Don’t Stop Networking: The core of my professional network came from business networking. Once my venture started to gain traction my time was tested. Networking events was the first thing that I cut so I could focus on capitalizing on the opportunities that were in front of me. Four years later (today) I am getting a job and relies that, for the most part, my network outside of my startup life is shot. Looking back I would have continually attended one or two networking events each month compare to becoming an ostrich with its head in the sand.


Slow, steady, controlled growth is good growth: Everything doesn't need to be about making a million in revenue as fast as you can. Finding the right early adopters, providing amazing service and understanding revenue, cash flow and sales cycles are important. If this means slow, steady, and controlled growth before you hit a tipping point, then so be it! Don’t try to rush things.


Employees are not co-founders and will never see the opportunity the way you do. I was blessed to have several “startup junkies” work with me along the way. Their passion and drive was contagious, but they would never drive towards the vision with the rigor and intensity as I because the personal and finical sacrifice that they are making is not matched to mine. As hard as it may seem, understand that all early employees are just that...early employees.


Understand cash flow and sales cycles. The event industry was tricky, and the non-profit event industry was trickier. Sometimes sales cycles took up to 8 months. Because our service depended on the event dates, getting cash in the door could take another few months. Then, after we received cash we would not be able to realize revenue for another month or two. It took us almost two years to fully understand what we were working with.


Aline yourself with the right CPA and lawyer: I can’t stress this enough. Having the right legal and finical team in place is critical. Startups have the same, if not greater needs as established companies. This can kill an unfunded startup quickly. Make sure you find people you trust and who will go above an beyond to help you think strategically about your growth strategy.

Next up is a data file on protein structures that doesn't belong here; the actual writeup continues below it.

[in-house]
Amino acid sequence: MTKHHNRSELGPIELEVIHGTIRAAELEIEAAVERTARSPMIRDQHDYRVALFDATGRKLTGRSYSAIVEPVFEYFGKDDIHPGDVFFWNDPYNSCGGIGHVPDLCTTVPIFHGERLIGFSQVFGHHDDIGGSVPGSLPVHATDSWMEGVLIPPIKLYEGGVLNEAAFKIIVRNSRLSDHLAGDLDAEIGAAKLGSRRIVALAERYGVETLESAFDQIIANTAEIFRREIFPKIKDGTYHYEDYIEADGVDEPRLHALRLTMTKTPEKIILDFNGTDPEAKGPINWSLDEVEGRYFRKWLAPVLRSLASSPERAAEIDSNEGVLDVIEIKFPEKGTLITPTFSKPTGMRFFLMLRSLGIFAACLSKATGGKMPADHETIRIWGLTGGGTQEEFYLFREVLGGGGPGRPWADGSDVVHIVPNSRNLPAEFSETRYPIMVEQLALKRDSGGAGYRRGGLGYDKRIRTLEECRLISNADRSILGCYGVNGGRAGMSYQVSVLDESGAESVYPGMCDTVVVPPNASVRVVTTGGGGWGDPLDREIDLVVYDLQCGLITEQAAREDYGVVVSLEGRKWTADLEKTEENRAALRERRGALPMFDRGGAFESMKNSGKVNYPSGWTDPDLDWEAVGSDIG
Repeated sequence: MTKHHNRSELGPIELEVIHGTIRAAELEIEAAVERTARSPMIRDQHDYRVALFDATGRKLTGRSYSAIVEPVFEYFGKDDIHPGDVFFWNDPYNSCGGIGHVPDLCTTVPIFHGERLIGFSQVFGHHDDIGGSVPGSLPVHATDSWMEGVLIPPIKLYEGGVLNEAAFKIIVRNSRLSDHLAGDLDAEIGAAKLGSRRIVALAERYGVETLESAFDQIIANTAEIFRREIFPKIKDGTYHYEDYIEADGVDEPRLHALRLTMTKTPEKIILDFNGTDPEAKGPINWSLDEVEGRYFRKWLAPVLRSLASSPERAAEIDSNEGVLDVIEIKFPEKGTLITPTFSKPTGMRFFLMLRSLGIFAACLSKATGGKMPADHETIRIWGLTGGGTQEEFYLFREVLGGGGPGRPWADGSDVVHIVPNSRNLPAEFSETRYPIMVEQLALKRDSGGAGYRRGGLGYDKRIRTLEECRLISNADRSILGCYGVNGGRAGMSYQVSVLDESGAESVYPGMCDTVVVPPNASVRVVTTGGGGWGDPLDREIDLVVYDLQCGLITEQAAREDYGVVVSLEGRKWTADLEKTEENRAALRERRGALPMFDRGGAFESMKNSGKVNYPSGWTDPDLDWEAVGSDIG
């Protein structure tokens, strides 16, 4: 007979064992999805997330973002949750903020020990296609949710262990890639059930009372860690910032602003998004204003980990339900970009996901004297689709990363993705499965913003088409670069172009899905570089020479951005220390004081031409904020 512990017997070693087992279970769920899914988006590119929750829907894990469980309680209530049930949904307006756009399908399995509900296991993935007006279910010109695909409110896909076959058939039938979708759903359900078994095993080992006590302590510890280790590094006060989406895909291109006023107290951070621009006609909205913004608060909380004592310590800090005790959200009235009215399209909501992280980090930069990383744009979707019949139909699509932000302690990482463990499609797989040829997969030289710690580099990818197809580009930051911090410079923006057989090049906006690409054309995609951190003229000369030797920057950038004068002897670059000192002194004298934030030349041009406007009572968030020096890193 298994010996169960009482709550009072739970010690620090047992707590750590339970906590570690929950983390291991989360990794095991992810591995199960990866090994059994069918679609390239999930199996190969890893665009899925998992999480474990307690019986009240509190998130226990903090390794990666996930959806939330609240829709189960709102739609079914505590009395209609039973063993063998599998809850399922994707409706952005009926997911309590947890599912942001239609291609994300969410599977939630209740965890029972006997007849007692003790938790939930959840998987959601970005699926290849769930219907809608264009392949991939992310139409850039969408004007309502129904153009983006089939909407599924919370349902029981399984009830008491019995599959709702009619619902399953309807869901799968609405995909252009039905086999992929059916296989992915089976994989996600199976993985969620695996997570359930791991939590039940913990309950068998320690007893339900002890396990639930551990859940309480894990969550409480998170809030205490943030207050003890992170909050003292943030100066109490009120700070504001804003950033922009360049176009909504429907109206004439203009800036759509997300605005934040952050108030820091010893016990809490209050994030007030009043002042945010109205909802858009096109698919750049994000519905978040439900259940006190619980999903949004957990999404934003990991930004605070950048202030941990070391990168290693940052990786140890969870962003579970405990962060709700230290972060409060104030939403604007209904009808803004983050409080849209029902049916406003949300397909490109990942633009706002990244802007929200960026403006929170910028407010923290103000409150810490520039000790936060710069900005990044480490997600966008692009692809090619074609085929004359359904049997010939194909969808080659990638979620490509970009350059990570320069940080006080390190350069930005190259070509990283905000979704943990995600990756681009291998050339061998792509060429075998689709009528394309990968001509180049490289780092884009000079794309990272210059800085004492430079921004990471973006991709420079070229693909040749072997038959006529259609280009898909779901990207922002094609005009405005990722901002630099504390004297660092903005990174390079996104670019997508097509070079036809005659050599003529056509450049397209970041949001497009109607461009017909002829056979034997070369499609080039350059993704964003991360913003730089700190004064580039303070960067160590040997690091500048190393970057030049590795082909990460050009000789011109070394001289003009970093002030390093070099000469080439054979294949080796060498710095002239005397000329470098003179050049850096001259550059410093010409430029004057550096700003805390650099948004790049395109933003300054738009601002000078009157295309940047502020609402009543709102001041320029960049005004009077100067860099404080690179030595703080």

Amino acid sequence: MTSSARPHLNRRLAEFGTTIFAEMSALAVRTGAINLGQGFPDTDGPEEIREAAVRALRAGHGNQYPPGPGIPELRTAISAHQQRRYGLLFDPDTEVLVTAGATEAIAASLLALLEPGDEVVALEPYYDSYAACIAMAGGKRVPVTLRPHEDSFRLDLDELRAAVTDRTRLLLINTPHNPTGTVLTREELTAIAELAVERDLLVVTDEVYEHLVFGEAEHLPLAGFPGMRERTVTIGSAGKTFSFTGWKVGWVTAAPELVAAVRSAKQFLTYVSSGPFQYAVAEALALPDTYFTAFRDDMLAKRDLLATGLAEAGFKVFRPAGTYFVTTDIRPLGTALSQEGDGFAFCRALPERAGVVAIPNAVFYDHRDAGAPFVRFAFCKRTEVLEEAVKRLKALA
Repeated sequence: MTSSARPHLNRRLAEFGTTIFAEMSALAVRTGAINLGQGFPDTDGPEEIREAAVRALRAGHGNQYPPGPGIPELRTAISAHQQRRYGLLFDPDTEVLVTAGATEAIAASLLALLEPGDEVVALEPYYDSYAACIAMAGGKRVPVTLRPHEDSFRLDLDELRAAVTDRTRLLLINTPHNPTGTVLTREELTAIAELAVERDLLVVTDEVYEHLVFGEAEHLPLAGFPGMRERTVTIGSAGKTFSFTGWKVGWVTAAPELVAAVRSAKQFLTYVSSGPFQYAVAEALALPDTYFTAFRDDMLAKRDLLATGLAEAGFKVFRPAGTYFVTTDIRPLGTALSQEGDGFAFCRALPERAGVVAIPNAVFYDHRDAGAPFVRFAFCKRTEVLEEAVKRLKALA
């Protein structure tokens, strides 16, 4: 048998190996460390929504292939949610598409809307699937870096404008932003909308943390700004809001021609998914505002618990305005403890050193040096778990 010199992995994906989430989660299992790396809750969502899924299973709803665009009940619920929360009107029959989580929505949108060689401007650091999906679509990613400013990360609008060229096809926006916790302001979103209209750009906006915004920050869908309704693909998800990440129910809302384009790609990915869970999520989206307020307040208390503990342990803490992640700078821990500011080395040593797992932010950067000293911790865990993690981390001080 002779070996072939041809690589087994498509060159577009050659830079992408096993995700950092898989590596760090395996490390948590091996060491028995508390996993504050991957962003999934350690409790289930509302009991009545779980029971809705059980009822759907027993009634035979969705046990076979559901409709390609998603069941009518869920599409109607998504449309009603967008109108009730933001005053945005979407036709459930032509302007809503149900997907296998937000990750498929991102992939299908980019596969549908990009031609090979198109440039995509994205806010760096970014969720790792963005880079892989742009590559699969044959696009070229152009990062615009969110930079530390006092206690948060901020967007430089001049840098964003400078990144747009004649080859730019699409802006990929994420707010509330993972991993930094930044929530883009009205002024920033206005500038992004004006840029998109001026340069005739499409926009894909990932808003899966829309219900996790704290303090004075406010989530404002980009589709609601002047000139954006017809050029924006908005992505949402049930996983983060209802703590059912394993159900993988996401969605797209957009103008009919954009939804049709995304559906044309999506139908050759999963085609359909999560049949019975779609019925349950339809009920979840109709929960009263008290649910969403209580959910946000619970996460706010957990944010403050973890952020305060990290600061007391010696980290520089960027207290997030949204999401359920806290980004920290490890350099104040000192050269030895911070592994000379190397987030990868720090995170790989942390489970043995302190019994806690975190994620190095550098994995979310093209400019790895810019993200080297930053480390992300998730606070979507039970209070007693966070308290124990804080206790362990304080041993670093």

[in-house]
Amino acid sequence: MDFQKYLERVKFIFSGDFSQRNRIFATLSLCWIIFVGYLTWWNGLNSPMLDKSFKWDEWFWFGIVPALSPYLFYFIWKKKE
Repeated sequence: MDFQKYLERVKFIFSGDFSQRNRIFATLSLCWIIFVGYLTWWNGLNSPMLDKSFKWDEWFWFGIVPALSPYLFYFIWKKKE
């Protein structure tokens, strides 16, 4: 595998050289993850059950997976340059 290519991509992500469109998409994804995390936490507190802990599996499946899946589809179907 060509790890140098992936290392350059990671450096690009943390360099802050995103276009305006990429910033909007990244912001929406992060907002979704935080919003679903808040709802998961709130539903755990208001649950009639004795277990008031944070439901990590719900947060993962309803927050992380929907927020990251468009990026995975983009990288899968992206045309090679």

Don’t stop learning: Time’s can get crazy, quickly. Tech and the business landscape is an ever moving. With client deliverable, HR needs, financial reporting, operations…and everything else a solo-founder has to deal with piling up, it’s critical that you never stop learning. Always find time to stay on top of trends, if not, next time you look up you will be miles behind.


Find the fun, and surround yourself with it: Running a pre-seed or early stage startup can be a very lonely place. Dealing with extreme ups and downs that startup life brings can damage your soul without you even knowing it. Find what makes you smile, laugh, and experience joy…and surround yourself with it. If going to live music shows brings you to your happy place, make sure you go to two per month! Even if your cash flow is low and your down and out.


Energy is everything: I ended up hiring my first employee five different times. Not something that I’m proud of. With 100% certainty I can say that the success of your early team is hidden in the energy that you bring to the the office each and every day. Make no mistake, your on stage performing and your early employees are the audience. Once they smell turmoil, trouble, lack of vision, or loss of drive then things may start to fall apart. Hiding your true emotions as you go through the ups and downs of startup life may not feel like the right thing to do, but it’s critical to early stage success.

Conclusion


There you have it. 18 things I learned from my failed startup. I hope you can learn from my experiences and your venture turns into the revenue generating, job creating, industry disrupting and world changing company that your building!